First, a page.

How are disinfection byproducts formed?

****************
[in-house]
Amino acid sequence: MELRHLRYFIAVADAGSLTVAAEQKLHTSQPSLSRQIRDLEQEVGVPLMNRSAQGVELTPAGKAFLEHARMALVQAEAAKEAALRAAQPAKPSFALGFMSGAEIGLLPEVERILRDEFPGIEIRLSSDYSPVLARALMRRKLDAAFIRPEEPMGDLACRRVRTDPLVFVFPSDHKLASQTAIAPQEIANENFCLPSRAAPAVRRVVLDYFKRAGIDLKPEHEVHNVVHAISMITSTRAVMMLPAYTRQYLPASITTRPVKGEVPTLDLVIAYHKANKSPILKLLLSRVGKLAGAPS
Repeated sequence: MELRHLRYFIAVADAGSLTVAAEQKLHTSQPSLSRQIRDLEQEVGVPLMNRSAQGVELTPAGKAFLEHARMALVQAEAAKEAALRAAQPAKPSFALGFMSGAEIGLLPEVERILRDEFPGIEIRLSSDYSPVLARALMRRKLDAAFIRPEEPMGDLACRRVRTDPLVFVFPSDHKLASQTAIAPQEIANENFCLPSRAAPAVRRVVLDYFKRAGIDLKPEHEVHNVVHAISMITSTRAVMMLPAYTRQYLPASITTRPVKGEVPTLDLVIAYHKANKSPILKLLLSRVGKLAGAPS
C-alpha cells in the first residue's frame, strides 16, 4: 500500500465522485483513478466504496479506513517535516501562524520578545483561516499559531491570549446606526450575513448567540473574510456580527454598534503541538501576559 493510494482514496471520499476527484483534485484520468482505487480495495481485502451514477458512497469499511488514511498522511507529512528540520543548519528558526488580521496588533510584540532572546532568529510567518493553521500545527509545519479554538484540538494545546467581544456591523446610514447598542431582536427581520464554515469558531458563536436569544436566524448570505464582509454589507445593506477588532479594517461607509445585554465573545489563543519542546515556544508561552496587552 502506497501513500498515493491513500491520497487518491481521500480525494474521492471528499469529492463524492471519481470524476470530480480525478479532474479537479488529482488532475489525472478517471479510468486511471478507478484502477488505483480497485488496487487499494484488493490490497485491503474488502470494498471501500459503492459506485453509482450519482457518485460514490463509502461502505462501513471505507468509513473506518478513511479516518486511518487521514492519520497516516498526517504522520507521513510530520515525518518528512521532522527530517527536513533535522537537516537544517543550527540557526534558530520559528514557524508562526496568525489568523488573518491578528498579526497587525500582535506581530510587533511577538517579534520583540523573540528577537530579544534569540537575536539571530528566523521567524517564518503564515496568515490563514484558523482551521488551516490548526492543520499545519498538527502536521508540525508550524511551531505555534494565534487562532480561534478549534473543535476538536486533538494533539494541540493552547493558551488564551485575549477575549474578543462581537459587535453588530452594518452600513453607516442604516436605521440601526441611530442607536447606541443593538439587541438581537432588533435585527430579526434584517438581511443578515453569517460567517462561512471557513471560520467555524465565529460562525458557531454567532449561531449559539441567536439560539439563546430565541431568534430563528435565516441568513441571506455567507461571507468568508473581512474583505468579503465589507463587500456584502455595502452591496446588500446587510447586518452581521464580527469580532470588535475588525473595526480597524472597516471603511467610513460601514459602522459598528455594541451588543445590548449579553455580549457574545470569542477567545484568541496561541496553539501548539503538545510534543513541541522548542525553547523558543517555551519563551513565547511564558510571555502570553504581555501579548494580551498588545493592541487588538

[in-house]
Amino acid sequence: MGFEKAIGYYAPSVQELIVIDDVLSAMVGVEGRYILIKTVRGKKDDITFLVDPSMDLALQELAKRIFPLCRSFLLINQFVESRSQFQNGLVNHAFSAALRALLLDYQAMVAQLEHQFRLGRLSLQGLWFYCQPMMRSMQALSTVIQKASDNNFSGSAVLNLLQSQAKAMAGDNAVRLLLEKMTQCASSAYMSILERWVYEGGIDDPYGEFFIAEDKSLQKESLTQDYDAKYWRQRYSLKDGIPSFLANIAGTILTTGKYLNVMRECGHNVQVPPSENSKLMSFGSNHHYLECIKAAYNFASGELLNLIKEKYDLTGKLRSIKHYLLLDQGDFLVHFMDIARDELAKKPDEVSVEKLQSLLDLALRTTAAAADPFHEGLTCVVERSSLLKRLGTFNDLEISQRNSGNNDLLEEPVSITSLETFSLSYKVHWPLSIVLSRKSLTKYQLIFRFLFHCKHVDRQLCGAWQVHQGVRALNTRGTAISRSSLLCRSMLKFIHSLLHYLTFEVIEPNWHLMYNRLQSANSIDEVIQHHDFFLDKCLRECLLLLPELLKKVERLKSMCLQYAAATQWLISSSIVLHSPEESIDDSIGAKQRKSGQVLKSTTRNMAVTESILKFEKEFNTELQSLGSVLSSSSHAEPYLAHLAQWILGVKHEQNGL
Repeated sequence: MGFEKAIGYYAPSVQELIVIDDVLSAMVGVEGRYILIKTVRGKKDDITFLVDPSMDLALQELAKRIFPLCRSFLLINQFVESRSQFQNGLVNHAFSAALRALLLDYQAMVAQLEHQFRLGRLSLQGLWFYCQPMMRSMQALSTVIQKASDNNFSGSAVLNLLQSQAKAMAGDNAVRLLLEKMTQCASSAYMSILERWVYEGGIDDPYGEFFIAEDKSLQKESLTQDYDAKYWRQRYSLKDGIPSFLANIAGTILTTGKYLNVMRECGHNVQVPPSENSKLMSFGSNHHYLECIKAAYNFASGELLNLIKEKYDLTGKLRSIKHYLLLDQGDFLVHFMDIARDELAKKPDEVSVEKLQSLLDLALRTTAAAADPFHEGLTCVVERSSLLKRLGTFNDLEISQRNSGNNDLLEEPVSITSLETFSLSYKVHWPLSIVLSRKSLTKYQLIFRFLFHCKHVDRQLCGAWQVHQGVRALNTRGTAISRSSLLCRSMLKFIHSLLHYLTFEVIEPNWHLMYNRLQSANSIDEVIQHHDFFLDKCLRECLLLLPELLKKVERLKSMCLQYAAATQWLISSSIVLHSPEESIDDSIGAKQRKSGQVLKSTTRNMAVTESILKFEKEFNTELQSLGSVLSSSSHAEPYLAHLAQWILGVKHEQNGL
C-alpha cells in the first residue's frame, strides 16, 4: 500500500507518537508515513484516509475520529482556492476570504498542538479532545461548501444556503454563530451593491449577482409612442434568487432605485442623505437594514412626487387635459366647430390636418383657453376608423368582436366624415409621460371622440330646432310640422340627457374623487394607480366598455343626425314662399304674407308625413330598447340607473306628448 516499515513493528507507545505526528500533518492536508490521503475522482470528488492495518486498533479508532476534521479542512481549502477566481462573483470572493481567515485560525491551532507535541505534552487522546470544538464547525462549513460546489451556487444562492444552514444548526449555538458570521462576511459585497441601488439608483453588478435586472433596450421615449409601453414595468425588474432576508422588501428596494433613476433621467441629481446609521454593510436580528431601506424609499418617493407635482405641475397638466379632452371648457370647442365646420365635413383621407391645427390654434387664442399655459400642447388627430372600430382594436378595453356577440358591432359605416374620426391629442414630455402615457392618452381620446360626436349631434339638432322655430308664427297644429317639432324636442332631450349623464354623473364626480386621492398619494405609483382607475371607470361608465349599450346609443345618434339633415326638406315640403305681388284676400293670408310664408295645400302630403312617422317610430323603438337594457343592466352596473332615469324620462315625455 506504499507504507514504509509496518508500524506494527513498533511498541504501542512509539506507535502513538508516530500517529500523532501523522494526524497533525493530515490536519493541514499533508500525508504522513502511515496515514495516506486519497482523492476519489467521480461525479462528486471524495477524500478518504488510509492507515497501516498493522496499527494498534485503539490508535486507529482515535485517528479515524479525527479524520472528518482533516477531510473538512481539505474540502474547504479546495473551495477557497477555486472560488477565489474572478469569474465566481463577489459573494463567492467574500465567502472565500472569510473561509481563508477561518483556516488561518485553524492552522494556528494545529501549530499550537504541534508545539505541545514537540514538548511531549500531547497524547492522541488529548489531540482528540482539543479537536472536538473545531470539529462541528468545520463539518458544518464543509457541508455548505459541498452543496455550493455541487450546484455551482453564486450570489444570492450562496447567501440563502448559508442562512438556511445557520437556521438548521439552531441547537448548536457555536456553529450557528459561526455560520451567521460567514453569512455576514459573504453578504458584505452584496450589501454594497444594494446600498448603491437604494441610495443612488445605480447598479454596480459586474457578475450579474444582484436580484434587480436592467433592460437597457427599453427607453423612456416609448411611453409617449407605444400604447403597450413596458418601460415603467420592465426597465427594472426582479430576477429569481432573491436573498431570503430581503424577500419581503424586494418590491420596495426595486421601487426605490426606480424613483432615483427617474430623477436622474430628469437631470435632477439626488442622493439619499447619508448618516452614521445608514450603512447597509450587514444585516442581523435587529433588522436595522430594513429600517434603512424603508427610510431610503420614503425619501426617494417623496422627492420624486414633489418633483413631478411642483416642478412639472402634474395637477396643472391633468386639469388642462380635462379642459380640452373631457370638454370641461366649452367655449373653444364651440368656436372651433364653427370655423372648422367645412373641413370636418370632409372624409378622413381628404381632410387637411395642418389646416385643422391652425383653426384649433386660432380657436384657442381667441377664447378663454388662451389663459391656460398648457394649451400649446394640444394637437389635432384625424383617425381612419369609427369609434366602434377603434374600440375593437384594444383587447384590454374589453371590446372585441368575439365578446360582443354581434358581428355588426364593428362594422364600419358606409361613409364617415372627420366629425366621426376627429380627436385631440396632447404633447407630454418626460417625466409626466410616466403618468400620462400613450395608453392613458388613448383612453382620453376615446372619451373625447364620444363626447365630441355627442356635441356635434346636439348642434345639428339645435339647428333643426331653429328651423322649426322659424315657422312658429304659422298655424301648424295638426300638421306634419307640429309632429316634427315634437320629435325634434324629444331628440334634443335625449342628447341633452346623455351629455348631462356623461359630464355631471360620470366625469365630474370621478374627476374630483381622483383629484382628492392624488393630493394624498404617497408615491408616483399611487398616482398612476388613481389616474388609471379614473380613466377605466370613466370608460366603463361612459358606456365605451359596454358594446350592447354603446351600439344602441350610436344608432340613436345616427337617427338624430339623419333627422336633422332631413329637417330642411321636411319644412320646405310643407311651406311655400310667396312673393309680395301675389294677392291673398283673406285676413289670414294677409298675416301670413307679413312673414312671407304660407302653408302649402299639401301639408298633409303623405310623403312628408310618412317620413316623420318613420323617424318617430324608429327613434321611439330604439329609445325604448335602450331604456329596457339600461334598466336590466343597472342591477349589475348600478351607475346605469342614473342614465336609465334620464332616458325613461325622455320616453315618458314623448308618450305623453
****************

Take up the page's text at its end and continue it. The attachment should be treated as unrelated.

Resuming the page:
Disinfection byproducts can form when disinfectants, such as chlorine, react with naturally present compounds in the water. The formation of these products mainly takes place during reactions in which organic substances, such as humic acid and fulvine acid, play a part. These materials end up in water during the decomposition of plant matter. In 1971 the American scientist Bellar discovered that chloroform was abscent in the Ohio river water which was used for drinking water production. However, chloroform appeared to be present in drinking water originating from drinking water purification plants. This proves the formation of disinfection byproducts during chlorination. Little information can be found on the chemical structures of humic acids and fulvine acids. The mechanism of formation of disinfection byproducts therefor remains unclear. Research is difficult, because of the extensive number of substances that make up organic matter. Which factors influence the formation of disinfec